Peduncular hallucinosis (PH) represents complex, realistic visual hallucinations secondary to lesions of the midbrain and/or the thalamus.
Hallucinations are defined by the American Psychiatric Association as “perception-like experience with the clarity and impact of true perception, but without the external stimulation of the relevant sensory organ”. In contrast, illusions are misinterpretations of actual external stimuli.
Peduncular hallucinosis was first described by Lhermitte in 1922. A 72-year-old woman presented with stroke localized to the cerebellar peduncle and pons. In addition to neurological deficits, she developed sleep disturbances and new onset of hallucinations. She initially described her hallucinations as vivid, strange-looking animals (also known as zoopsia) walking around the room, with increase in frequency around dusk. Her hallucinations changed overtime, transitioning to humans in strange clothing. However, she had clear insight during the whole process that these images were not real. In addition, the hallucinations did not cause any emotional distress nor did she experience associated auditory hallucinations.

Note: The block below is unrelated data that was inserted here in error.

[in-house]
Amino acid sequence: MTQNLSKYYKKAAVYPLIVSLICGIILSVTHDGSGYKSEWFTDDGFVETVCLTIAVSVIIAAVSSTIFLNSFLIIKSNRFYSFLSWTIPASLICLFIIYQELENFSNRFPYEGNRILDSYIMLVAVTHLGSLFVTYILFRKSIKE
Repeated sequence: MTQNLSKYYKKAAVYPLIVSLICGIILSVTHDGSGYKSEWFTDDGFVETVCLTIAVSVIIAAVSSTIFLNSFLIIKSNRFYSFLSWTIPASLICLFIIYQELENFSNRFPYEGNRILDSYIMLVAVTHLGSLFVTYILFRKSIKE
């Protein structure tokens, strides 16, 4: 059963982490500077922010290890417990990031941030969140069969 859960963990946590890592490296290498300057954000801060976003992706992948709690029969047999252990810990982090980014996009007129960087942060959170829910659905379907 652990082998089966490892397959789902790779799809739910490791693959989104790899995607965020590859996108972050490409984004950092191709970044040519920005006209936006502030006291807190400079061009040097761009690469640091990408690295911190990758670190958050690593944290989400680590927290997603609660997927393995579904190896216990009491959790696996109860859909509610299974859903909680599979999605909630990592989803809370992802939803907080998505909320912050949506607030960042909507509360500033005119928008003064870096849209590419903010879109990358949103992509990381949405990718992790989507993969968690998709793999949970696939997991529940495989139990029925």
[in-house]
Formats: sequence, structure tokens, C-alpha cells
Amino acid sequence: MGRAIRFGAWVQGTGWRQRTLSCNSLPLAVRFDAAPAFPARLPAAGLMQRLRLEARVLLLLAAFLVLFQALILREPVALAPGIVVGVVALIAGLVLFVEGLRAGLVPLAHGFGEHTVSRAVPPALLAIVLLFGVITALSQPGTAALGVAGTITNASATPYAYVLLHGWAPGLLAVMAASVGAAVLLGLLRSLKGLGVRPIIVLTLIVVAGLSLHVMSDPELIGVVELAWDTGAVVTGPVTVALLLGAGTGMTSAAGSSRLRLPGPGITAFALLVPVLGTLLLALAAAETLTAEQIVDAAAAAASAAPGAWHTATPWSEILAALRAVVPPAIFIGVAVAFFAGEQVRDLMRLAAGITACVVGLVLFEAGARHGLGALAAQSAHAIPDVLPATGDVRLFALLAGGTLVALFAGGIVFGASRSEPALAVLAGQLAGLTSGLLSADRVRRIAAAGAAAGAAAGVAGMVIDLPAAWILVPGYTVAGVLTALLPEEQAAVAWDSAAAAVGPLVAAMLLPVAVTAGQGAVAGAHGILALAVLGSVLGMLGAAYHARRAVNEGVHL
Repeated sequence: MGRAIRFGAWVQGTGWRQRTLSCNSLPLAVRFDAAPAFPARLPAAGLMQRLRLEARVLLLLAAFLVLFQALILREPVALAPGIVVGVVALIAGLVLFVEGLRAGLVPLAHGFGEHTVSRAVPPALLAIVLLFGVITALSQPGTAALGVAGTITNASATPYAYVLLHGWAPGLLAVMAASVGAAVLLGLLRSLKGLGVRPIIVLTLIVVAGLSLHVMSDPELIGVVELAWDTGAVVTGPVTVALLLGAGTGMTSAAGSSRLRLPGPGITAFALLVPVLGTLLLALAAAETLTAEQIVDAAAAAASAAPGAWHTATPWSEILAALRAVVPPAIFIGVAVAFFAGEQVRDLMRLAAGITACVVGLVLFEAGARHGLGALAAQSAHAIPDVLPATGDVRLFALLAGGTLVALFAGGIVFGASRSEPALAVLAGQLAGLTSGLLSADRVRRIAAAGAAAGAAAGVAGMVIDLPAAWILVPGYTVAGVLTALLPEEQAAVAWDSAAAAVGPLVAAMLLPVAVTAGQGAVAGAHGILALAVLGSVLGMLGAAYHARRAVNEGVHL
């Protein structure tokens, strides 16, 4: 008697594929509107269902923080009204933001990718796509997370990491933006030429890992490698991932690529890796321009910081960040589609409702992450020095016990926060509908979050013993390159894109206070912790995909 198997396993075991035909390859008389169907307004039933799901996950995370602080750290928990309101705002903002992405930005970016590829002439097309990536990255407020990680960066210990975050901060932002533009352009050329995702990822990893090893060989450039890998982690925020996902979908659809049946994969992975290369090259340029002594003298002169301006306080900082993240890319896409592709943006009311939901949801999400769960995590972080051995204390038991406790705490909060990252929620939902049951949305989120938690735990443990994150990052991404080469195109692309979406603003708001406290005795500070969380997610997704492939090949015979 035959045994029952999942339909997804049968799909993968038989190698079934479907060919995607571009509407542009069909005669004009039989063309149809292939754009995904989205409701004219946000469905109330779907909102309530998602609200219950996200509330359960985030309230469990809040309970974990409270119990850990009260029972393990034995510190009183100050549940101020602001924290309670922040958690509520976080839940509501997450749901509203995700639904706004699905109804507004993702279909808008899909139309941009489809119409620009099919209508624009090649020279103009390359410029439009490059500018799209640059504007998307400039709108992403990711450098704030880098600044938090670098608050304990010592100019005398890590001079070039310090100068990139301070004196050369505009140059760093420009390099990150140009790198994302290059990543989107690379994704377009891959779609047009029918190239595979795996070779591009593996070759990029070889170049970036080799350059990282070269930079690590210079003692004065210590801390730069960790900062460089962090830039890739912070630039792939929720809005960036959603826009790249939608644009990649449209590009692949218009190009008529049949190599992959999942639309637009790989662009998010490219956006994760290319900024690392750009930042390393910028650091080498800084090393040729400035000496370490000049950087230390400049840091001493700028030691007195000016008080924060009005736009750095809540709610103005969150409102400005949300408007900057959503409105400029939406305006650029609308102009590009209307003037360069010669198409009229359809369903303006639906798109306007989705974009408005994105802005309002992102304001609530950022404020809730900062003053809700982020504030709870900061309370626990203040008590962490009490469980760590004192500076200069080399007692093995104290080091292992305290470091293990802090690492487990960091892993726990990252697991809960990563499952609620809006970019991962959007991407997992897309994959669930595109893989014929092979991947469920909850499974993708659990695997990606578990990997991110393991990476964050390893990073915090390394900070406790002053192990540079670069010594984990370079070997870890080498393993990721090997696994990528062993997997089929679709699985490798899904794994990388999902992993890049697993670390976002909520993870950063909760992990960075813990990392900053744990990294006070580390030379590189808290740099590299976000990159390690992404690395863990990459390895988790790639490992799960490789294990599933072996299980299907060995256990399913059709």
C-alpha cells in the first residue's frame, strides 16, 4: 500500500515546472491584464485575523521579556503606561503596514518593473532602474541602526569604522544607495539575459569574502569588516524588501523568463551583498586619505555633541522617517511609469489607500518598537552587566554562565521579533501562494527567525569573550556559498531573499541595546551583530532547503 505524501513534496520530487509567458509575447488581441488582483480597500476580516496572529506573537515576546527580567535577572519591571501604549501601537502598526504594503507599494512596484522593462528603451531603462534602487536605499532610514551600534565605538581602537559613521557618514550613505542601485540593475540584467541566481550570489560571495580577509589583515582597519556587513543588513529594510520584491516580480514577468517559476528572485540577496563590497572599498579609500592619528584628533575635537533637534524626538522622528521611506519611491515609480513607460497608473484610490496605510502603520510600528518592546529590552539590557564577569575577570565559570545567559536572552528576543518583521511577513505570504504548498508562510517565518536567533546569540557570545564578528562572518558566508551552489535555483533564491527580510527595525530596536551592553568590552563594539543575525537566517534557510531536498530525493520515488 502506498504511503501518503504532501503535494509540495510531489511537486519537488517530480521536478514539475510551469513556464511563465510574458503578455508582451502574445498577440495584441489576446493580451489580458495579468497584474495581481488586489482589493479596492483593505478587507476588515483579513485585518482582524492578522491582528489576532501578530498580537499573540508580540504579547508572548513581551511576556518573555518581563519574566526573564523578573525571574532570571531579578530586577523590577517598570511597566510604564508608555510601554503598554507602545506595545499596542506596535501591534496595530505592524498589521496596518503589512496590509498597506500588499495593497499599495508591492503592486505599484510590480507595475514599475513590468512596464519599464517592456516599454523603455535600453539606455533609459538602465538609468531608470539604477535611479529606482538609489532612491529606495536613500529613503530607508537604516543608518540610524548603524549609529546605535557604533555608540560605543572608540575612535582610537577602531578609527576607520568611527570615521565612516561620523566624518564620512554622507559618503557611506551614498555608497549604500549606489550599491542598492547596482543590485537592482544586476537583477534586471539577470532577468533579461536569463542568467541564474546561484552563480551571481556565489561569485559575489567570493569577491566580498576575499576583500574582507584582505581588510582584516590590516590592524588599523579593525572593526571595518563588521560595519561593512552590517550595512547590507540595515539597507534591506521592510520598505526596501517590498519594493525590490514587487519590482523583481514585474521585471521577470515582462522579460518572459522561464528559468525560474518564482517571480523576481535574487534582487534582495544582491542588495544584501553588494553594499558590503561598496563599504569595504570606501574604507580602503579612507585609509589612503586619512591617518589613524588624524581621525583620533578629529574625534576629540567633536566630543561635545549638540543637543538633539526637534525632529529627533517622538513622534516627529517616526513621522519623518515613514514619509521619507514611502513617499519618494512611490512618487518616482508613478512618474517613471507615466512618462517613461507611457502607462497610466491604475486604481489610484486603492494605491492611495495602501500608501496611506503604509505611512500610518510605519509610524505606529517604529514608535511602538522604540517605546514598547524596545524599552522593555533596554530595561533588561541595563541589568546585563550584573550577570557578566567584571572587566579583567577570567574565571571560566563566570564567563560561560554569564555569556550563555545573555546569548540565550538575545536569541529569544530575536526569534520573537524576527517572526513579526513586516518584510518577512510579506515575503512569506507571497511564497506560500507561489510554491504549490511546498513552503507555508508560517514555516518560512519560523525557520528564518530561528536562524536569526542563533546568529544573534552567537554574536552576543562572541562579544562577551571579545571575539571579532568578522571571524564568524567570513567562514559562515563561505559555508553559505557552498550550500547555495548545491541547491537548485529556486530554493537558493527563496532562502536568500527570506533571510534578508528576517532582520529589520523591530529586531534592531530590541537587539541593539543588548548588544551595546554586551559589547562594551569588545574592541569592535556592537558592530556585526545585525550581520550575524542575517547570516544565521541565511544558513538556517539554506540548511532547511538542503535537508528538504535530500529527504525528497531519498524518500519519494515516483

The term “l’hallucinose pédonculaire”, translated to “peduncular hallucinosis”, was coined by Van Bogaert in 1927. Currently, this term does not only refer to lesions in the peduncle but also includes those in the midbrain and thalamus.
Peduncular hallucinosis are typically complex visual with realistic, dynamic scenes, and often include familiar people or places. Benke’s cohort of five patients experienced recurring hallucinations, with subjects performing stereotypic behaviors every couple of weeks that lasted several minutes. Patients have difficulty distinguishing their hallucinations from reality, though they often have insight into the hallucinations. These hallucinations are not fanatical and are so realistic that most will start interacting, either verbally or physically, with the people or environment of their hallucinations.
Peduncular hallucinosis can occur at any time of the day but is more frequent around nighttime or in dimly lit areas. In between hallucinations, patients have intact memory and are able to consistently describe their hallucinations accurately, despite poor cognitive function in other aspects of their life. The initial episode usually occurs acutely after an ischemic or hemorrhagic event of the midbrain, thalamus or pons, with posterior circulation infarction as the most common cause.